The electrical pulse signals from the sensor 21 may be utilised to initiate an end of ribbon warning. When an unused ribbon is installed in the printing device a register 32 in or connected to the microprocessor 23 is set to store a value representing the amount of rotation of the spool needed to unwind the ribbon to near the end of the ribbon. During manufacture of the ribbon the supply spool will be wound with a substantially uniform number of turns of ribbon. Accordingly the value stored in the register 32 is a constant which may be set automatically by a signal generated upon installation of a ribbon. This signal may be generated by an input on the keyboard by the user of the machine upon installation of a new ribbon or if desired the signal could be generated by means responsive to the installation of a ribbon. Signals from the sensor 21 during unwinding of the ribbon from the supply spool cause the microprocessor to decrement the value in the register 32 whereas signals from the sensor during rewinding of the ribbon cause the value in the register to be incremented. When the value in the register is decremented to a predetermined limit, for example zero, an end of ribbon warning is initiated and this may be displayed to the user on the display device 27.
In the embodiment described hereinbefore, the print head comprises a single line of print elements extending transversely to the direction of feeding of the item 11 and printing is effected serially as the item is moved past the print heads. However if desired the print head may comprise print elements operable at the same time to print the entire impression. With such a print head the item is fed to a printing position confronting the print head and the ribbon is drawn by the feeding of the item to the printing position. The item and ribbon are then held stationery and pressed toward the print head by an impression pad while the printing operation is effected. After the printing operation the impression pad is moved away from the print head to release the item and the ribbon. The item is fed in the direction of arrow 12 away from the printing position and the ribbon is partially rewound as hereinbefore described.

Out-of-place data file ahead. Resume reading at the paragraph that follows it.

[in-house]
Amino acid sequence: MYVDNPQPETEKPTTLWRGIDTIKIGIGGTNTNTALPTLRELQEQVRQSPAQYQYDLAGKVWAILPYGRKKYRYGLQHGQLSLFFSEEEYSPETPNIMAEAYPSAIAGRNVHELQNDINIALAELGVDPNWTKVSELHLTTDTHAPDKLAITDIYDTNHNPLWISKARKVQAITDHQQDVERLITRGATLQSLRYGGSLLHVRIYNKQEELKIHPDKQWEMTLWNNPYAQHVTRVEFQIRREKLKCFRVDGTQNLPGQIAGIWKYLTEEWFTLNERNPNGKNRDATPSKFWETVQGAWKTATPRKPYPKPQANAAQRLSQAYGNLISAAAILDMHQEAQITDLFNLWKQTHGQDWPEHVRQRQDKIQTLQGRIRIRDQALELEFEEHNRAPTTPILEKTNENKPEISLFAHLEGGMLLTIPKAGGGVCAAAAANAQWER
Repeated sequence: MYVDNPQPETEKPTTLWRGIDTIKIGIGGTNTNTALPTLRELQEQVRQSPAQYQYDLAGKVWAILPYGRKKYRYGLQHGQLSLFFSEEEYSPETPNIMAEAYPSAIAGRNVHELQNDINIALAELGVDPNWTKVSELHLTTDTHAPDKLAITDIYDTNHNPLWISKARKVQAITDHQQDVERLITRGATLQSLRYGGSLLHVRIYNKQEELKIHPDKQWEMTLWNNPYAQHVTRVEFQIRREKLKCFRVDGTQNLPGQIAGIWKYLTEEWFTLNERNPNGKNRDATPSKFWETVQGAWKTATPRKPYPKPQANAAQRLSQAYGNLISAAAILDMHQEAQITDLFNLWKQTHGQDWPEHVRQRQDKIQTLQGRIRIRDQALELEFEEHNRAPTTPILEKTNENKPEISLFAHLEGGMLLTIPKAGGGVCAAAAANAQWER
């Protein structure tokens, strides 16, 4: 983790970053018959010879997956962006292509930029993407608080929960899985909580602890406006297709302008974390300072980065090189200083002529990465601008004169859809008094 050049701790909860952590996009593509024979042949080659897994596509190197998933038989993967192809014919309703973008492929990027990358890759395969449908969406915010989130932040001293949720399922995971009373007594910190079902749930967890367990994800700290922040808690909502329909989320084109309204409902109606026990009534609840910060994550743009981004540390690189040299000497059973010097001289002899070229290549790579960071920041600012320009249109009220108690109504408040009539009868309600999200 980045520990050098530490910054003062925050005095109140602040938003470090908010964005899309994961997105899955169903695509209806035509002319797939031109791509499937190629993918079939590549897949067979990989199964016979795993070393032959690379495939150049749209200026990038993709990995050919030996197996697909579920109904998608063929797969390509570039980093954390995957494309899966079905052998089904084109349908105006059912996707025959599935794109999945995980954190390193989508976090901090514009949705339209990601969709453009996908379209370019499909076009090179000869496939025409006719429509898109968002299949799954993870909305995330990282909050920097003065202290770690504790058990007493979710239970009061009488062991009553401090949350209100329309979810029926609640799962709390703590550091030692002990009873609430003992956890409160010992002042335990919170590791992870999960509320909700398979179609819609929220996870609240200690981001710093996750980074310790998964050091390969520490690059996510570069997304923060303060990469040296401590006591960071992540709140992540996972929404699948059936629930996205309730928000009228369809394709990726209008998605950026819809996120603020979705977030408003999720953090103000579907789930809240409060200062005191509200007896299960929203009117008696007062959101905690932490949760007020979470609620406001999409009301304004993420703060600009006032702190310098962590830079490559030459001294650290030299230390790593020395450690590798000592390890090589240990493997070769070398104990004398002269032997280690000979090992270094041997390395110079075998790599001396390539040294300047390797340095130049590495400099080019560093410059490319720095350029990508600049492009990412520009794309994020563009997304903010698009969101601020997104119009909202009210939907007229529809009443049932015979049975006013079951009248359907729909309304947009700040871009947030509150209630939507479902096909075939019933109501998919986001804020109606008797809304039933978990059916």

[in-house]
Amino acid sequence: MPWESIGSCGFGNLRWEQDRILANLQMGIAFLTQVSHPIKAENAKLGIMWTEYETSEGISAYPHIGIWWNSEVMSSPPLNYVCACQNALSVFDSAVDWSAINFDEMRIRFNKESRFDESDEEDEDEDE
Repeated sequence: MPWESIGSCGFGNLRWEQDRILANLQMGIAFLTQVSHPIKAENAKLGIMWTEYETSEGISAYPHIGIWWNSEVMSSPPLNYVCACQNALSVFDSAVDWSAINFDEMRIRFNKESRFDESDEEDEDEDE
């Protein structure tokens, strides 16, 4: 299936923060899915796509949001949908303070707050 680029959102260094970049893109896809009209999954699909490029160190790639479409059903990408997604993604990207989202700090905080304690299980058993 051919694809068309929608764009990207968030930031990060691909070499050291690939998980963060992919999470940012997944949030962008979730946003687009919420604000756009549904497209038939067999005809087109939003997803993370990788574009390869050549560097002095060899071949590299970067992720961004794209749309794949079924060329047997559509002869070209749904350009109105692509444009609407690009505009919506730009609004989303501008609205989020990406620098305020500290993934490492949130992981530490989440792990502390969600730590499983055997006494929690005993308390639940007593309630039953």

The printing device described hereinbefore is particularly suitable for use in a postal franking machine in which the print head is controlled by the franking meter of the machine to print franking impressions and other information on mail items such as envelopes or labels. While it is preferred to partially rewind the ribbon after printing has been completed on an item, if desired the rewinding may be performed less frequently for example after each second or third item of a series of items. Thus a printing operation may consist of printing on a group of one or more items in succession and the partial rewinding is effected in intervals between printing on groups of items.
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|U.S. Classification||347/217, 400/231, 400/225|
|International Classification||B41J33/36, G07B17/00|
|Cooperative Classification||G07B17/00193, G07B2017/0054, G07B17/00467, G07B2017/0025, B41J33/36|
|European Classification||G07B17/00E1, G07B17/00F1, B41J33/36|
|31 Oct 1988||AS||Assignment|
Owner name: ALCATEL BUSINESS SYSTEMS LIMITED, PO BOX 3, SOUTH
Free format text: ASSIGNMENT OF ASSIGNORS INTEREST.;ASSIGNORS:HERBERT, RAYMOND J.;WILLIAMS, THOMAS D.;REEL/FRAME:004964/0323
Effective date: 19881021
Owner name: ALCATEL BUSINESS SYSTEMS LIMITED, UNITED KINGDOM
Free format text: ASSIGNMENT OF ASSIGNORS INTEREST;ASSIGNORS:HERBERT, RAYMOND J.;WILLIAMS, THOMAS D.;REEL/FRAME:004964/0323
Effective date: 19881021
|8 Jun 1993||AS||Assignment|
Owner name: NEOPOST LIMITED
Free format text: ASSIGNMENT OF ASSIGNORS INTEREST;ASSIGNOR:READYPRIDE LIMITED (FORMERLY ALCATEL BUSINESS SYSTEMS LIMITED);REEL/FRAME:006570/0433
Effective date: 19930301
|12 Oct 1993||FPAY||Fee payment|
Year of fee payment: 4
|14 Oct 1997||FPAY||Fee payment|
Year of fee payment: 8
|22 Oct 2001||FPAY||Fee payment|
Year of fee payment: 12